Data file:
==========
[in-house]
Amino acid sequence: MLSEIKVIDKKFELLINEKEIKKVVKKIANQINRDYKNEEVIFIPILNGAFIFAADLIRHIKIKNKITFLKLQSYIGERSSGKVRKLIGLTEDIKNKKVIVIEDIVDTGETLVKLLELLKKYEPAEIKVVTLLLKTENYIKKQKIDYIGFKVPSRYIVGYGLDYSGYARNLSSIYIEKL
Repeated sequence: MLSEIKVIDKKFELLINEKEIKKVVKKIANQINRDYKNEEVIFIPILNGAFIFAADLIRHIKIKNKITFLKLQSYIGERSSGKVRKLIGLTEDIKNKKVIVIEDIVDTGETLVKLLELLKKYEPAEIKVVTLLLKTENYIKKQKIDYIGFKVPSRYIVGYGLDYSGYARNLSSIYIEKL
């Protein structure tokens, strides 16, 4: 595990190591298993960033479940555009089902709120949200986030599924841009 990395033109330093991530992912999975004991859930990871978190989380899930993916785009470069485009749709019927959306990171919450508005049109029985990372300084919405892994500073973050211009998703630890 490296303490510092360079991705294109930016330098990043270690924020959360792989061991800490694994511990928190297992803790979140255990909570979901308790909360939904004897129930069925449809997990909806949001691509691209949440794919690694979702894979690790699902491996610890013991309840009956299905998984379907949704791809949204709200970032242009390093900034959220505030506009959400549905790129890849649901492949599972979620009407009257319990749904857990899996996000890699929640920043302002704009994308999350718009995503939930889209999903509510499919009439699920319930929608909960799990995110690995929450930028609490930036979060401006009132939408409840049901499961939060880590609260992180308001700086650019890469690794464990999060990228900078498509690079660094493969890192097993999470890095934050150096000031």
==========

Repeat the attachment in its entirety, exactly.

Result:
[in-house]
Amino acid sequence: MLSEIKVIDKKFELLINEKEIKKVVKKIANQINRDYKNEEVIFIPILNGAFIFAADLIRHIKIKNKITFLKLQSYIGERSSGKVRKLIGLTEDIKNKKVIVIEDIVDTGETLVKLLELLKKYEPAEIKVVTLLLKTENYIKKQKIDYIGFKVPSRYIVGYGLDYSGYARNLSSIYIEKL
Repeated sequence: MLSEIKVIDKKFELLINEKEIKKVVKKIANQINRDYKNEEVIFIPILNGAFIFAADLIRHIKIKNKITFLKLQSYIGERSSGKVRKLIGLTEDIKNKKVIVIEDIVDTGETLVKLLELLKKYEPAEIKVVTLLLKTENYIKKQKIDYIGFKVPSRYIVGYGLDYSGYARNLSSIYIEKL
């Protein structure tokens, strides 16, 4: 595990190591298993960033479940555009089902709120949200986030599924841009 990395033109330093991530992912999975004991859930990871978190989380899930993916785009470069485009749709019927959306990171919450508005049109029985990372300084919405892994500073973050211009998703630890 490296303490510092360079991705294109930016330098990043270690924020959360792989061991800490694994511990928190297992803790979140255990909570979901308790909360939904004897129930069925449809997990909806949001691509691209949440794919690694979702894979690790699902491996610890013991309840009956299905998984379907949704791809949204709200970032242009390093900034959220505030506009959400549905790129890849649901492949599972979620009407009257319990749904857990899996996000890699929640920043302002704009994308999350718009995503939930889209999903509510499919009439699920319930929608909960799990995110690995929450930028609490930036979060401006009132939408409840049901499961939060880590609260992180308001700086650019890469690794464990999060990228900078498509690079660094493969890192097993999470890095934050150096000031």